RadioBDC Logo
| Listen Live
 
 
< Back to front page Text size +

What are art fairs anyway?

Posted by Devin Cole  June 8, 2012 11:43 AM

E-mail this article

Invalid E-mail address
Invalid E-mail address

Sending your article

The influence of art fairs on the market has grown exponentially in the last few years. How and why do they grow? What effect have they had on the market and even how artists do their work?

Joanne Mattera, a widely exhibited artist, who blogs about galleries and art fairs in New York city and elsewhere: Art fairs are national or international gatherings where art galleries set up shop in booths to do business, to see and be seen, to attract new clients, to be available to repeat clients, to promote their artists, to be on the lookout for artists whose work they like. Not all art fairs are the same, though most must apply to be admitted.

There are the big international art fairs that require huge sums of money to participate, whose dealers must therefore show the work of big-name artists for six and seven figures. These are fairs like Armory in New York City, Art Basel Miami Beach in Miami, Art Basel in Switzerland, Art Cologne in Germany and Frieze Fair in London.

There are smaller international art fairs that require smaller (but still significant) sums, which attract mid-level galleries with a more modest roster of artists whose prices are more affordable. The selling range would be more in five figures, low to high. These are fairs like Pulse, Scope, NADA, all of which show in Miami and New York City; Volta, which takes place in New York City and elsewhere internationally.

For some dealers, these are the “fallback” fairs if they don’t get into Art Basel Miami, or Art Miami, or the Armory fair. “Now I know what it’s like for you artists, this constant rejection,” said one dealer who was participating in one of these fairs after his application was declined from Basel Miami.

There are small but wonderful fairs like Aqua Art, which takes place in Miami, which are primarily national, which attract smaller galleries that bring great work by good artists at prices a larger swath of the art-viewing and art-buying public can actually afford. But it’s all relative. One multimillion-dollar sale by a blue-chip gallery at Basel Miami might equal the entire three days of sales by the 50 or so galleries here.

In this way, the art fairs are like an aquarium, where there fish of different sizes, each swimming around it its own particular level. If you watch the aquarium fish, they go around, but they maintain their particular level.

Christine Pfister, Owner of Pentimenti Gallery in Philadelphia who shows with Volta: "Art Fairs are machines of sorts, presenting and selling work. Each gallery’s booth is like short a curated exhibition taking place outside the gallery space that involves thinking, reviewing and selecting work, in a short time span and showing work to as many people as possible. Fairs bring artists, collectors, press, curators, and galleries together for cross pollination, broadening the artist and the gallery’s audience to the national and the international community."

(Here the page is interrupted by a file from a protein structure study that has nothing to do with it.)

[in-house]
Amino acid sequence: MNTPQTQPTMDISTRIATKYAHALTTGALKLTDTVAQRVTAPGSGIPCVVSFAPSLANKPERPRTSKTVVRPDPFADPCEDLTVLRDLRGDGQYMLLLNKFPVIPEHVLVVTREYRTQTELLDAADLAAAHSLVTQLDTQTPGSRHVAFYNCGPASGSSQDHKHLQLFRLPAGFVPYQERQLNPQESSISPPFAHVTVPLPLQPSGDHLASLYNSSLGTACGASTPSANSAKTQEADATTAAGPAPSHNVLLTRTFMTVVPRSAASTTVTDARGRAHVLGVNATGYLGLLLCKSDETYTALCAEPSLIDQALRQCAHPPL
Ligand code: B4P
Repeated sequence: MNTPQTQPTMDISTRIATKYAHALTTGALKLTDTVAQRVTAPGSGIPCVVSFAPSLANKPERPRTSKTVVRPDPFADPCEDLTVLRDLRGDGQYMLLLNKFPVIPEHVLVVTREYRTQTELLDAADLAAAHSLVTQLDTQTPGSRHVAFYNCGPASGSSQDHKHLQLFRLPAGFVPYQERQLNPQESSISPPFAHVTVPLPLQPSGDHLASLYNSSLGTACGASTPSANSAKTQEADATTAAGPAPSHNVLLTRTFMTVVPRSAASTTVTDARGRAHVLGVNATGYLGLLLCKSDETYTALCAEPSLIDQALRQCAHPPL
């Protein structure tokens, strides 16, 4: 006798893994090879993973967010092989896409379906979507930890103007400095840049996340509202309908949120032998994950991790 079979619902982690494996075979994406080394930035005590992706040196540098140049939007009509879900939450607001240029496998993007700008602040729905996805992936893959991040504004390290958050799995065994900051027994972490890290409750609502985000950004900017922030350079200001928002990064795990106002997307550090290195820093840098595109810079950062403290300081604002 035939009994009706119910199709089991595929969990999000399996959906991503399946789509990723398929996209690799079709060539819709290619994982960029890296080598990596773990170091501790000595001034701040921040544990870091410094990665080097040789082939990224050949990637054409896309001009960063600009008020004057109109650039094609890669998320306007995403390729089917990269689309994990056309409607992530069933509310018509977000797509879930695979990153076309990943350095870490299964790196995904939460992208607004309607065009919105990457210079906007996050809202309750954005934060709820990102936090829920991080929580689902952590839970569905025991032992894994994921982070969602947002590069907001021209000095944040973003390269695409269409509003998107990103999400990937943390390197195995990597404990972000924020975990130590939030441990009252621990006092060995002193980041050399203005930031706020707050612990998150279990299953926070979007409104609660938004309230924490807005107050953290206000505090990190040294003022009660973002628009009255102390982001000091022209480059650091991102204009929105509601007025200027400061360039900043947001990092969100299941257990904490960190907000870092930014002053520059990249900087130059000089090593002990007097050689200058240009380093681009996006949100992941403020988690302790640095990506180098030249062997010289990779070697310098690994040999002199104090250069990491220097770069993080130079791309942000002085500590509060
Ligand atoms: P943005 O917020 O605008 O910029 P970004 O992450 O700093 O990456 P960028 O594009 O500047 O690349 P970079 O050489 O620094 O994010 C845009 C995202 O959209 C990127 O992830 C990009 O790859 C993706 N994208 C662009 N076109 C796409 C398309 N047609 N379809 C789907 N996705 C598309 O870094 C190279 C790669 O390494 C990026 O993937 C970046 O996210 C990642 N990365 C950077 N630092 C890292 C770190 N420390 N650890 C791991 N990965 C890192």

Richard Polsky, author: "Art fairs are very expensive for dealers and galleries to participate in, but they bring hundreds and thousands of visitors to your booth to look at work. That amount of viewers can’t really compare to the foot traffic of a regular gallery during a one month show."

Todd Levin, Director of Levin Art Group: “Art fairs have very little to do with what the vast majority of artists do every day. The aesthetic meaning of art collapses under this brute weight of price at art fairs. According to Forbes, “When a product becomes indistinguishable from others like it and consumers buy on price alone, it becomes a commodity...” – and in light of over 3,000 artworks by 2,000 artists at the 2012 Armory Fair alone, we can see that breakdown of meaning with our own eyes. Art, in one way or another, has always offered me a way to understand myself better. But at places like art fairs, art and money exchange roles: money becomes ‘divine’ by being translated into art, and art becomes commonplace by being translated into money.

Therefore, it is impossible to see [or] interact with art in any meaningful way at an art fair as they currently exist. This results in “art fair art” - a proliferation of meretricious art called into being by market demands – art that has what one might call ‘wall power,’ a kind of immediacy, a style of ingratiating effect, many times a jumbo economy-sized scale; in short, the ability to stand out amongst so many other artworks in a crowded salon like setting where everything is clamoring for attention in the midst of a total visual/sensory overload.

Perhaps Robert Hughes presciently summed the current state of affairs we find ourselves in even more succinctly when he wrote in 1990 - “...What strip mining is to nature, the art market has become to culture...” - and so Art Fairs as well.”

Donna Dodson graduated cum laude from Wellesley College in 1990 with a Bachelor of Arts. Since 2000, Dodson has been honored with solo shows nationwide for her wood sculptures. Dodson enjoys public speaking, and has been a guest speaker in conferences, panels and forums at museums and universities in North America.

This blog is not written or edited by Boston.com or the Boston Globe.
The author is solely responsible for the content.

E-mail this article

Invalid E-mail address
Invalid E-mail address

Sending your article

ABOUT GLOBAL BUSINESS HUB
Boston World Partnerships' expert "Connectors" discuss business strategy, entrepreneurship, Boston's place in the world economy, and much more. Using their insider perspective, they illuminate how Boston's innovative companies start, grow, scale, and go global.

Meet Boston's coolest, smartest and most dynamic founders in our REEL Innovators video series!
archives